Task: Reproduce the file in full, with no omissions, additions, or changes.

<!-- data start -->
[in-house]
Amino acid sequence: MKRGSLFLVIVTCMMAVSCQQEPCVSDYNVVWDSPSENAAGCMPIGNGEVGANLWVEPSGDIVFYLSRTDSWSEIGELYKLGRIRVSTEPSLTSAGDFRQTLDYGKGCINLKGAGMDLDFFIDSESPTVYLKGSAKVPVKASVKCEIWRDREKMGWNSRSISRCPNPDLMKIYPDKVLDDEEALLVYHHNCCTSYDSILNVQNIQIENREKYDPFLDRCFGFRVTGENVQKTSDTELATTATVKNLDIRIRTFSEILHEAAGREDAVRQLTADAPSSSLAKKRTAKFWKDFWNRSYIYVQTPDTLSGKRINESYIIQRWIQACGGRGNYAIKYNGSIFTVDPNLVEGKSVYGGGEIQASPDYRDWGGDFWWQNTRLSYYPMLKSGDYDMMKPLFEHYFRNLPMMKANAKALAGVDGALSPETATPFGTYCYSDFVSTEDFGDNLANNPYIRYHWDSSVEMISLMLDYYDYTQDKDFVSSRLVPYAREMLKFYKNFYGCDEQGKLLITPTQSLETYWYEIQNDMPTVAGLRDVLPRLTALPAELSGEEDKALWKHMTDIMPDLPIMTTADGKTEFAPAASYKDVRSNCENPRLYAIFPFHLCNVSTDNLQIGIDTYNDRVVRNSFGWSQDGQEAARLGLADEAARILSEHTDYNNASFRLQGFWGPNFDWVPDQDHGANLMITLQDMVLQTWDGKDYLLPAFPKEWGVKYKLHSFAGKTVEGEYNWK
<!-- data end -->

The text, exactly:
[in-house]
Amino acid sequence: MKRGSLFLVIVTCMMAVSCQQEPCVSDYNVVWDSPSENAAGCMPIGNGEVGANLWVEPSGDIVFYLSRTDSWSEIGELYKLGRIRVSTEPSLTSAGDFRQTLDYGKGCINLKGAGMDLDFFIDSESPTVYLKGSAKVPVKASVKCEIWRDREKMGWNSRSISRCPNPDLMKIYPDKVLDDEEALLVYHHNCCTSYDSILNVQNIQIENREKYDPFLDRCFGFRVTGENVQKTSDTELATTATVKNLDIRIRTFSEILHEAAGREDAVRQLTADAPSSSLAKKRTAKFWKDFWNRSYIYVQTPDTLSGKRINESYIIQRWIQACGGRGNYAIKYNGSIFTVDPNLVEGKSVYGGGEIQASPDYRDWGGDFWWQNTRLSYYPMLKSGDYDMMKPLFEHYFRNLPMMKANAKALAGVDGALSPETATPFGTYCYSDFVSTEDFGDNLANNPYIRYHWDSSVEMISLMLDYYDYTQDKDFVSSRLVPYAREMLKFYKNFYGCDEQGKLLITPTQSLETYWYEIQNDMPTVAGLRDVLPRLTALPAELSGEEDKALWKHMTDIMPDLPIMTTADGKTEFAPAASYKDVRSNCENPRLYAIFPFHLCNVSTDNLQIGIDTYNDRVVRNSFGWSQDGQEAARLGLADEAARILSEHTDYNNASFRLQGFWGPNFDWVPDQDHGANLMITLQDMVLQTWDGKDYLLPAFPKEWGVKYKLHSFAGKTVEGEYNWK